Side Effects of the Morning After Pill
What side effects could be experienced?
Side effects of the morning after pill
Both types of morning after pill (levonorgestrel and ulipristal) can cause side effects in some women. The most common of these are mild and include abdominal cramps, nausea and changes to your menstrual cycle. After taking the morning after pill your period may arrive earlier or later than expected, and your bleeding may be heavier than usual. You may also experience spotting (random light bleeds) before your next period.
The side effects of any morning after pill should not last long, and should not be serious. If side effects last more than a couple of days or if you feel any severe abdominal pain, contact your GP straight away.
Side effects of emergency contraceptive pills (Prevenelle and Norvelo)
Pills containing levonorgestrel, or a synthetic version of progesterone, are taken up to 72 hours after unprotected sexual intercourse (3 days) and can have mild side effects.
The most common of these, affecting more than 1 in 10 women, are:
- lower abdominal pain
- intermenstrual bleeding
Less common side effects, affecting roughly 1 in 100 women, include:
- diarrhoea and vomiting
- delay of menses of more than 7 days or irregular menstruation
- breast tenderness
Read the patient information leaflet for a full list of side effects. If you find your period is more than 5 days overdue, you should do a pregnancy test.
Important to know: If you vomit within 3 hours of taking Prevenelle or Norvelo, or if you get severe diarrhoea you need to consult your GP or pharmacist as soon as possible. It is possible that the pill has not been absorbed completely. In that case you will need to take another one.
Side effects of ellaOne
ellaOne, or the ulipristal pill, can be taken up to 120 hours (5 days) after unprotected sex. Due to the composition of the tablet, it is associated with a few more side effects.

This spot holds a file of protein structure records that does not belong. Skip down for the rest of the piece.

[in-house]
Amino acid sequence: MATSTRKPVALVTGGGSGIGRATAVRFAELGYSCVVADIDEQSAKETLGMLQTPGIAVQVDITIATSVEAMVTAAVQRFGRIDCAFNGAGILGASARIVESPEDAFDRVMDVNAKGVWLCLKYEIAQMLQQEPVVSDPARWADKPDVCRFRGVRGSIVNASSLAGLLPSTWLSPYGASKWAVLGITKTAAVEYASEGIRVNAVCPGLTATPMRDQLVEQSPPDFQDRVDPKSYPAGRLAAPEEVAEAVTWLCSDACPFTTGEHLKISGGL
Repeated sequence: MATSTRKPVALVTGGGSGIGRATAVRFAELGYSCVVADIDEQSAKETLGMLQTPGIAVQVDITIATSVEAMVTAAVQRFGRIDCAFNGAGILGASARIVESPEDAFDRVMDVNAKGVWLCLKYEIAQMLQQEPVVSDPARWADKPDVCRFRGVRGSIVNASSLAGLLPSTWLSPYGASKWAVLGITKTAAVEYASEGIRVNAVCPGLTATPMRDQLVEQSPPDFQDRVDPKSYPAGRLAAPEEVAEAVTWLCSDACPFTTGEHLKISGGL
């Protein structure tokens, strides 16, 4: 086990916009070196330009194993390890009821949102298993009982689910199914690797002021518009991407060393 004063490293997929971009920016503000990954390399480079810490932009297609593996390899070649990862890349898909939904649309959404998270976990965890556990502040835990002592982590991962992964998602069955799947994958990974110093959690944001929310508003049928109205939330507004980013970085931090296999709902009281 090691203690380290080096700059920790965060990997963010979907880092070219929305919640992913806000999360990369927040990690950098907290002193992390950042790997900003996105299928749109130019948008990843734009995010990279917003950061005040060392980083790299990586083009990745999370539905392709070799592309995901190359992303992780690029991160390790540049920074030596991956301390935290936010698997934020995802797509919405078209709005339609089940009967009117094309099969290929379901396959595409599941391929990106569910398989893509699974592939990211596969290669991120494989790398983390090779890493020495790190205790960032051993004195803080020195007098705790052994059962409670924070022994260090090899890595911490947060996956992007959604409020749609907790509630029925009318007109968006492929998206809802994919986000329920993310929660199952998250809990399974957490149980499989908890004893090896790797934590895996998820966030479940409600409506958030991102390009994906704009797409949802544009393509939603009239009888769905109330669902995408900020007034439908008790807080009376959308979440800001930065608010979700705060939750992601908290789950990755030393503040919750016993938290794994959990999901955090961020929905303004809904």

Common side effects of ellaOne, affecting 1 in 10 to 1 in 100 women, include:
- changes in mood
- nausea, vomiting
- abdominal pain
- fatigue and muscle ache
- breast tenderness
- pelvic pain
- irregular menstruation
This is not a comprehensive list of side effects. Check your patient information leaflet for the full list of reported side effects for both types of pill. If you should develop any symptoms that cause you concern, consult with your doctor straight away.
Can the morning after pill interact with other medications?
Yes, both types of morning after pill can interact with certain drugs. These include conventional treatments for HIV and epilepsy and certain herbal remedies such as St John's Wort. This interaction may not cause side effects but can stop one or both medications from working properly.
If you take ellaOne while taking a regular contraceptive pill, you may also find this can affect your regular pill's efficacy before your next period. Use another form of contraception, such as condoms, until your next period begins.
It's always important to let your healthcare provider know of any medications, herbal remedies or supplements you take when you get the morning after pill. They will assess your suitability to take the morning after pill and prevent interactions from happening.
Can I lessen the side-effects of the morning after pill?
The most common side effects (headaches and cramps) can be treated with common over the counter medications such as paracetamol and ibuprofen. If you have a sensitive stomach and are prone to diarrhoea or nausea, you should take the pill with a meal and drink plenty of water to lessen these effects.
Will the morning after pill change my periods?
Yes. Many women experience changes to their period after taking either type of morning after pill. Common changes include lighter or heavier bleeding, earlier or later start and finish dates and spotting between periods. If your period is exceptionally painful or comes more than 5 days later than it should, you should consult your GP and do a pregnancy test.
Can the morning after pill cause an ectopic pregnancy?
The morning after pill works by preventing ovulation. If ovulation has already occurred, then there is still a chance you can become pregnant.
If you take levonorgestrel and become pregnant, you must consult with your doctor to rule out an ectopic pregnancy. Women at risk of ectopic pregnancies (previous ectopic pregnancies or salpingitis) should avoid taking levonorgestrel. Ectopic pregnancies can be both painful and dangerous, and if you suspect you are pregnant following the morning after pill, you should consult your doctor immediately.
Dr Babak Ashrafi Clinical Lead for Service Expansion
Babak studied medicine at King’s College London and graduated in 2003, having also gained a bachelor’s degree in Physiology during his time there. He completed his general practice (GP) training in East London, where he worked for a number of years as a partner at a large inner-city GP practice. He completed the Royal College of GPs membership exam in 2007.Meet our doctors
Last reviewed: 06 Jun 2023
https://www.ifpa.ie/factsheets/emergency-contraception/, accessed in April 2023
https://www.hpra.ie/, accessed in April 2023
https://www.medicines.org.uk/emc/files/pil.6657.pdf, accessed in April 2023